There were several creative production concepts being promoted at NAB 2015, all seeming to suggest the old cliché of “fix it in post” has given way to “make it in post”. Workflows were floated that spoke to High Frame Rate shooting, 4K, 6K resolutions and beyond, high dynamic range, immersive picture and sound, and virtual reality.
The main theme that stood out for the processes related to above is that more than ever, you can kick the creative can down the road to a later point in time in post, rather than “baking in” elements of your photography during production, such as exposure time and framing.
Of these concepts, the one that has just begun to be adopted in significant numbers is 4K shoot, post and delivery. This is because so long as you are equipped with the bandwidth to deal with the higher data, much of the production R&D is already behind us. HDTV was introduced as an abundance of consumer technology but little content. It appears now we will have the inverse where producers are future protecting their intellectual property by producing in 4K while everyone waits for the mass adoption by the consumer of 4K entertainment and display technologies.
While the step up to 4K bandwidth can be handled easily in production and post with standardized workflows, it’s just as easy to forget that by compounding creative production concepts, an exponential demand is placed on bandwidth to a point where it can be crippled.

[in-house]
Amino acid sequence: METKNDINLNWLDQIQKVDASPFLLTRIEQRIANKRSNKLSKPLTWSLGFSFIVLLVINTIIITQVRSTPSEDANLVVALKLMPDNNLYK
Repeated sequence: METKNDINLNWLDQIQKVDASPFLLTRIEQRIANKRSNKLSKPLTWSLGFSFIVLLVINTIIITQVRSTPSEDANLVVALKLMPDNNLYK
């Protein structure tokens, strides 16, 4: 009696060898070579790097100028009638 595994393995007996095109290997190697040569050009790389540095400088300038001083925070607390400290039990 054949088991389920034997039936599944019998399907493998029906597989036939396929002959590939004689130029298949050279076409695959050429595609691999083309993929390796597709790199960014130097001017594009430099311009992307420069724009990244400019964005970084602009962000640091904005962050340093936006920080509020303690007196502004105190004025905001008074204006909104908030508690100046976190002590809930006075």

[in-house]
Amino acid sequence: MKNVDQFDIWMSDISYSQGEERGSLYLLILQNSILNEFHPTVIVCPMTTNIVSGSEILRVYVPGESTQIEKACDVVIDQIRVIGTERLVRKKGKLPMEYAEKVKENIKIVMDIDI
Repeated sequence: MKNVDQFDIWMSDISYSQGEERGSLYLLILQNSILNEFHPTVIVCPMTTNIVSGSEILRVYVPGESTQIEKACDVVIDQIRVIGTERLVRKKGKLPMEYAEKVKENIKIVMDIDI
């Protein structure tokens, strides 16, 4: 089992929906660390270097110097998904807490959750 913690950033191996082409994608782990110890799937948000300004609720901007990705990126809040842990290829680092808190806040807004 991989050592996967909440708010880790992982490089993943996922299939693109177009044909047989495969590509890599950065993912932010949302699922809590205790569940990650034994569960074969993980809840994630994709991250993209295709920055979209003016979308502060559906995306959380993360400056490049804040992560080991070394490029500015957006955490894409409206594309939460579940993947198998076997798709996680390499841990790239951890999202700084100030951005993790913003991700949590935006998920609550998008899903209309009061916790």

For example, a production may start with a baseline of 4K shoot and post because that’s what they are required to deliver. So they shoot with a Red Dragon camera at a nominal 4K resolution, with 7:1 compression. But then the director or DP wishes to shoot 5K at 5:1 compression so that it can be reframed tighter later in post, which effectively doubles the data. As well, the location is a vast room interior with floor to ceiling windows on a sunny day so the DP wishes to shoot in Red’s HDRx mode which doubles the data again. And it’s a two camera shoot so double it once more. So how does that effect everything else down the chain?
On a given shoot day, this example could generate around 2 terabytes of camera data. That means more camera cards needed in circulation between the cameras and the DMT (data management technician). Their job it is to back up the media on set onto the abundant raid 5 hard drives as well as the travel drives that go back to editorial and the lab where it is redundantly backed up again onto hard drives and LTO tapes. Assuming the DMT, editorial and the lab are sufficiently staffed and equipped to turn around dailies on that amount of bandwidth at today’s processing power (which they won’t be), the costs for camera card rentals, hard drives, LTO archiving have gone up by a power of 3 and additional time demand placed on labor and workstation processing.
This doesn’t even get into higher frame rates where say shooting at 96 frames per second, everything quadruples further. While it’s all an easy setting change in the camera, it’s important to know the implication for workflow and budget if you can afford what becomes exponentially creative – and voluminous.